Pacific Fibre's sunken treasure
Has Pacific Fibre stumbled across the modern-day equivalent of sunken treasure in its ongoing quest to lay cables between Australia, New Zealand and the US?
As part of its coverage of the Pacific Telecommunications Council’s annual conference last month, Communications Day [PDF, 480KB] reported on discussions amongst delegates about an emerging technology: sensors on cables.
According to the CommsDay report, TE SubCom’s Ekaterina Golovchenko told the PTC’12 conference her company was talking to Pacific Fibre about the possibility of adding sensors to its planned 12,750km cable.
This was later confirmed by Pacific Fibre director Mike Constable who said the company was investigating the ‘’value add of sensor monitoring for climate monitoring and disaster mitigation’.
Golovchenko said there was growing international demand for systems to monitor conditions related to climate change and early warning signs of natural disasters.
"There is interest in private entrepreneurial systems, in the organisations that collect the information, to start using the undersea cables,” she said.
Seafloor sensors provide a useful tool for recording temperature change and can be used as part of a system to provide timely tsunami alerts. Having sensors attached to fibre cables would provide an extensive footprint for capturing data and a ready-made fast communications network for feeding that data back to researchers for processing.
"If all the other issues could be resolved, if funds come along, we should be ready to offer these solutions to our clients that would help them actually generate more money from their systems,” Golovchenko said.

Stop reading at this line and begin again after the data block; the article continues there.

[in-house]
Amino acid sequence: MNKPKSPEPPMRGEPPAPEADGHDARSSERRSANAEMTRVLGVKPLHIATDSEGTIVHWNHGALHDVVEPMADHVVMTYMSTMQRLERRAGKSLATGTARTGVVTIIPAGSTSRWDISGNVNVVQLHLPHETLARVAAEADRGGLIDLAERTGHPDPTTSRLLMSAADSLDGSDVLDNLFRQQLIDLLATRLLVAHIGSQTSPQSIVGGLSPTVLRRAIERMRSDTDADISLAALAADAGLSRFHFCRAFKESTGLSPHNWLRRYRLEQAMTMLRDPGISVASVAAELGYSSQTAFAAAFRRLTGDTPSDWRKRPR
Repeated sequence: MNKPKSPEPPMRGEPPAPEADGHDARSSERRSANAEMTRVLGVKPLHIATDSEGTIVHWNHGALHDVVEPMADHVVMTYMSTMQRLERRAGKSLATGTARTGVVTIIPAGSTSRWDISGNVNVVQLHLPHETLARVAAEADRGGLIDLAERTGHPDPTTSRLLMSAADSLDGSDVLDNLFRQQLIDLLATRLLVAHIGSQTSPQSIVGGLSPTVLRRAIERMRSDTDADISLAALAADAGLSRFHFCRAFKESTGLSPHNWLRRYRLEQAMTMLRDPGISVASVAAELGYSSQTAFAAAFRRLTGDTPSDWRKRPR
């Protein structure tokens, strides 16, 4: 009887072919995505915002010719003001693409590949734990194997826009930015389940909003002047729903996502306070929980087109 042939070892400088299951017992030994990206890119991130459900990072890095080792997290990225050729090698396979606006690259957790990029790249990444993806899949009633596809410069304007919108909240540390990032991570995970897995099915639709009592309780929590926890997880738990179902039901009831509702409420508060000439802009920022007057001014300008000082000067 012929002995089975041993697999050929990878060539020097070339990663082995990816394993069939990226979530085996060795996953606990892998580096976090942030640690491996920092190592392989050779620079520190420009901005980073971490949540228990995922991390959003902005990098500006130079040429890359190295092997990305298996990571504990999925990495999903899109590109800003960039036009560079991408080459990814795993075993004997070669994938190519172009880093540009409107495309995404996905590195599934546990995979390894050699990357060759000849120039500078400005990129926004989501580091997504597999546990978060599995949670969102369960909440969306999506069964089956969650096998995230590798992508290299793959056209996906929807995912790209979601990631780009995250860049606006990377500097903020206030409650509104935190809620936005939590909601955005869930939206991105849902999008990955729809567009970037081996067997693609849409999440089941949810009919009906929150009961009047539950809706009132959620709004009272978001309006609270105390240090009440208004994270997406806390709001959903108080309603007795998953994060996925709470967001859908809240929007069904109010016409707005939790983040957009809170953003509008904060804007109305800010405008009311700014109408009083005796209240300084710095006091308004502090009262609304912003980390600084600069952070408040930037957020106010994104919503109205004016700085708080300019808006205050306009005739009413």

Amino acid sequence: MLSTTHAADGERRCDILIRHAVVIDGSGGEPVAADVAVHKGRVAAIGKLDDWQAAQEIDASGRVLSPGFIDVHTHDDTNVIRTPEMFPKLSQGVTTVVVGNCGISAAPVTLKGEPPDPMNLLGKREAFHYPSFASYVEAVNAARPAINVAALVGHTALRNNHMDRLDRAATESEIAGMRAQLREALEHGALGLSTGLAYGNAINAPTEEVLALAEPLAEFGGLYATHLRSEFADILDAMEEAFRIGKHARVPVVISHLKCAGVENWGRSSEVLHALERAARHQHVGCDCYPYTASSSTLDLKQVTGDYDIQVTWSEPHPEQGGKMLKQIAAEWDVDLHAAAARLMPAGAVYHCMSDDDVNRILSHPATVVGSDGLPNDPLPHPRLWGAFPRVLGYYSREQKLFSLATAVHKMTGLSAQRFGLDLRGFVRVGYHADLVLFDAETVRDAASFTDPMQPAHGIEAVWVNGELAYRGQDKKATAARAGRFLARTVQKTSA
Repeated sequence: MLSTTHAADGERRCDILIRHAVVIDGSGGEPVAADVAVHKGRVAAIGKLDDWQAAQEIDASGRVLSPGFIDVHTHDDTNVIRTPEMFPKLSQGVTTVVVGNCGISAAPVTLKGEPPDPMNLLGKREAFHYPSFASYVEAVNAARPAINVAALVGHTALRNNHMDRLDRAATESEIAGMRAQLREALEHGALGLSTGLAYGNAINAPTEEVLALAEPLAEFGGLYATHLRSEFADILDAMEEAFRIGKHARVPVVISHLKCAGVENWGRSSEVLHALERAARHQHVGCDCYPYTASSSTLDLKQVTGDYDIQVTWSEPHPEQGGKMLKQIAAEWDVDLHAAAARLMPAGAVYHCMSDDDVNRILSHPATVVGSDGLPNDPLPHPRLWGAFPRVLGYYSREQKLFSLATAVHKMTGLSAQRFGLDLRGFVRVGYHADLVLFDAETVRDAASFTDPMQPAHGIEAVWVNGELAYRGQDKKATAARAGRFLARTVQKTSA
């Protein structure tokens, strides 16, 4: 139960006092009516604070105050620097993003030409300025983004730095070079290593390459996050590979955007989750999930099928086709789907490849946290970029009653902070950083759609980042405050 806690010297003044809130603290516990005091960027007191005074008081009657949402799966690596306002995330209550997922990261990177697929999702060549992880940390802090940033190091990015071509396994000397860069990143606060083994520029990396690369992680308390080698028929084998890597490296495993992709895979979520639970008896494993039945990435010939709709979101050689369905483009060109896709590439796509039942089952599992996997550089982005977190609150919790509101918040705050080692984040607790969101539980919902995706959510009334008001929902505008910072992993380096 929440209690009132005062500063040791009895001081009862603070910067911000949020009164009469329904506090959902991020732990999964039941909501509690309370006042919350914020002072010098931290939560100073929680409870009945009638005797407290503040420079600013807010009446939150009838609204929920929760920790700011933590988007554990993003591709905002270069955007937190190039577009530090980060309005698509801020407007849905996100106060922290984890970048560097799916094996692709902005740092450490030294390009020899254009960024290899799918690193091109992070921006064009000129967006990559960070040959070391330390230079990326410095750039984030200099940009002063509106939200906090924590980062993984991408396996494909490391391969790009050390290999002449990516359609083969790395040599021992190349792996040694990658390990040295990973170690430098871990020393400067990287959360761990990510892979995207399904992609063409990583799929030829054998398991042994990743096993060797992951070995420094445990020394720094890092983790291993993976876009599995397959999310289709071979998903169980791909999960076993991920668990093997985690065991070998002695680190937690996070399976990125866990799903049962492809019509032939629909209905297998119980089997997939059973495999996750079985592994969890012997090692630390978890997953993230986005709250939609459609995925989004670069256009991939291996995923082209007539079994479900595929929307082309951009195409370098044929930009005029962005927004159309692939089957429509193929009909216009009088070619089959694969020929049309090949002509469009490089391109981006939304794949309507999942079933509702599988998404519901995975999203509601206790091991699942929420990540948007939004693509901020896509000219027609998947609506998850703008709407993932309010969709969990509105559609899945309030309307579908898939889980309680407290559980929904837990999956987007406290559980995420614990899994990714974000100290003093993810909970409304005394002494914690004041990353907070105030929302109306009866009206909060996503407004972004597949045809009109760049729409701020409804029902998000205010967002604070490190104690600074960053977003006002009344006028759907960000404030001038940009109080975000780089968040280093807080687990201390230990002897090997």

So adding sensors to new cables would appear to be a win-win for companies such as Pacific Fibre and the communities they serve.
However, the ‘other issues’ Golovchenko mentions include navigating some complex international legal frameworks relating to undersea cables, and concerns about how the sensor data could be used.
Cable law expert Kent Bressie told PTC’12 the regulations around laying undersea cable were a lot more relaxed than for marine data collection.
"There’s been a lot of controversy and a lot of fear, frankly, regarding what a sensor might do or introduce into the mix; and this is due to the fact that international law treats different activities in the marine environment very differently in terms of rights and obligations,” he said.
If Pacific Fibre can navigate its way through that controversy and fear it could emerge with an additional revenue stream and a competitive advantage in the cable wars currently underway in this part of the world.